With this situation being as it was all the representatives elected to the Regional Council, regardless of the party, opposed the system of autocratic rule in the Saar Territory. All parties demanded the return of the Saar Territory to Germany where the people could elect the parliament, and the latter again, the government in self-determination. Only after the Nazi takeover in Germany, outlawing all other parties except of their own NSDAP, the Bezirk Saar of the SPD and the Saar branch of the KPD left the opposing block, advertising to uphold the status quo. For the 1935 status referendum Social Democrats and Communists suggested the voters to decide in favour of a continued status quo, without prevailing.
In 1933, a considerable number of political opponents of National Socialism moved to the Saar, as it was the only part of Germany that remained under foreign occupation following World War I. As a result, anti-Nazi groups agitated for the Saarland to remain under British and French occupation under a League of Nations mandate. However, as most of the region's population was German, the mandate was unpopular. A plebiscite was held in the territory on 13 January 1935.
With Adolf Hitler anxious for the propaganda advantages of the return of the Saar to Germany, Joseph Goebbels designed a concerted campaign to sway voters. The support of the local Catholic authorities for a return also helped, as did concerns about Bolshevism, against which Hitler was seen as a bulwark. With a voter participation of 98%, the result of the plebiscite was that the overwhelming majority, 90.8%, voted to re-join the German Reich, with only 8.8% wanting to retain the status quo, primarily as they did not wish to be ruled by Nazis. A third option of joining France received 0.4% of the vote.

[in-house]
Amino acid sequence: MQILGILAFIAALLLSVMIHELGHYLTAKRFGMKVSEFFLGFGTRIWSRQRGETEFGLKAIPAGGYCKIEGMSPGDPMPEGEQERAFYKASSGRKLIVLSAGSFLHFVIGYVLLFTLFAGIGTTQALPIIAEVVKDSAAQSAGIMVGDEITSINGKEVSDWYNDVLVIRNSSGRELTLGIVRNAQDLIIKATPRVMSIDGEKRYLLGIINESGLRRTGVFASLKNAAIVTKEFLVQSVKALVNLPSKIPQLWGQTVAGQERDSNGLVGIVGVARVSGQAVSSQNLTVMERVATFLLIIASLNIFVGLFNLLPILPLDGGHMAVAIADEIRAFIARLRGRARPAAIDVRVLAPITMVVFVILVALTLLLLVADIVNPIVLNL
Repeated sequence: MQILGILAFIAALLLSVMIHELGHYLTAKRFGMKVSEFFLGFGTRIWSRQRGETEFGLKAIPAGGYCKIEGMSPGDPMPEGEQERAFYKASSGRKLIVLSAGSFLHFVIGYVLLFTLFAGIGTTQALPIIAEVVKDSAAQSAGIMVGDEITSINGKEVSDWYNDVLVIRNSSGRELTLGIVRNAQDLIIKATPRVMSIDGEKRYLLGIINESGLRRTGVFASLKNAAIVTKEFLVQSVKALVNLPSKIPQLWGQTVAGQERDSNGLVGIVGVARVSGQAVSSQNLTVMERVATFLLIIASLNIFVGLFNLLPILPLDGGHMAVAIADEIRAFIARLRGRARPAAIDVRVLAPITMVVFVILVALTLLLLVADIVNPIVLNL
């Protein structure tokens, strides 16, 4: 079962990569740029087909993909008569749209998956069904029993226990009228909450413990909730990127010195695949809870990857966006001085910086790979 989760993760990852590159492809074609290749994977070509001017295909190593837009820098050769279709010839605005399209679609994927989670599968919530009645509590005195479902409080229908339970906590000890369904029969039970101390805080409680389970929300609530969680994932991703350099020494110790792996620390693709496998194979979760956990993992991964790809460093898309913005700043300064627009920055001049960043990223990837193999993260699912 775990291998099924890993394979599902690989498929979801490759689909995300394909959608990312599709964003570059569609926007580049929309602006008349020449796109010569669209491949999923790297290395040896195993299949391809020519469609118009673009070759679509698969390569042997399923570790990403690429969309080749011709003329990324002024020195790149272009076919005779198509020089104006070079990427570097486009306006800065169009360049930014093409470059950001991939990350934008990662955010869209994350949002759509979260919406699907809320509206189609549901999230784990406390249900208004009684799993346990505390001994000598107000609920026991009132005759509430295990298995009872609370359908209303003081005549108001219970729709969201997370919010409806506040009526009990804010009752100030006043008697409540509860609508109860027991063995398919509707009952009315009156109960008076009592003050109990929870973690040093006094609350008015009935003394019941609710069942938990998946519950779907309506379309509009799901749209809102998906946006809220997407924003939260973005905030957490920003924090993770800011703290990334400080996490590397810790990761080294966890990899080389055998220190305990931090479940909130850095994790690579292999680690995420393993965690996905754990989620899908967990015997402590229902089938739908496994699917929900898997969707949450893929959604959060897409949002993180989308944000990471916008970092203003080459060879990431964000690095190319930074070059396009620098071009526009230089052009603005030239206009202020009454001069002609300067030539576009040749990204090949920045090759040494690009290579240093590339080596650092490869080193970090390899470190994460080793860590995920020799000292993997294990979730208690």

Following the vote, Hitler announced that Germany "had no further territorial demands to make of France".
On 17 January 1935, the territory's reunion with Germany was approved by the League Council. On 1 March, Germany re-integrated the region into the German Reich, appointing Josef Bürckel as Reichskommissar für die Rückgliederung des Saarlandes, "Reich Commissioner for the reincorporation of the Saarland".
Many opponents of Nazism who had taken refuge in the territory and former politicians and office holders of the Saar who had collaborated with the occupation were imprisoned.
When re-incorporation was considered complete, the governor's title was changed again to Reichskommissar für das Saarland, "Reich Commissioner for the Saarland", on 17 June 1936. As the new Gau was extended to the Rhine, including the Bavarian district of Palatinate, the region's name was changed again on 8 April 1940 to Saarpfalz, "Saar-Palatinate".
After the Battle of France, the re-annexed territory of the CdZ-Gebiet Lothringen was incorporated in the Reichsgau. The region's name was finalized on 11 March 1941 as Westmark, meaning "Western March" or "Western Boundary", with its governor styled as Reichsstatthalter in der Westmark, "Reich Governor in the Western March". On 28 September 1944, Josef Bürckel committed suicide, and was succeeded by Willi Stöhr until 21 March 1945, when the region was conquered by troops of the United States Army, which handed over the occupation to French forces in July the same year.
After World War II, a French protectorate was established within borders similar to those of the Territory. A referendum was held on 23 October 1955 which ended French rule and influence. On January 1, 1957, the Saarland re-joined Germany.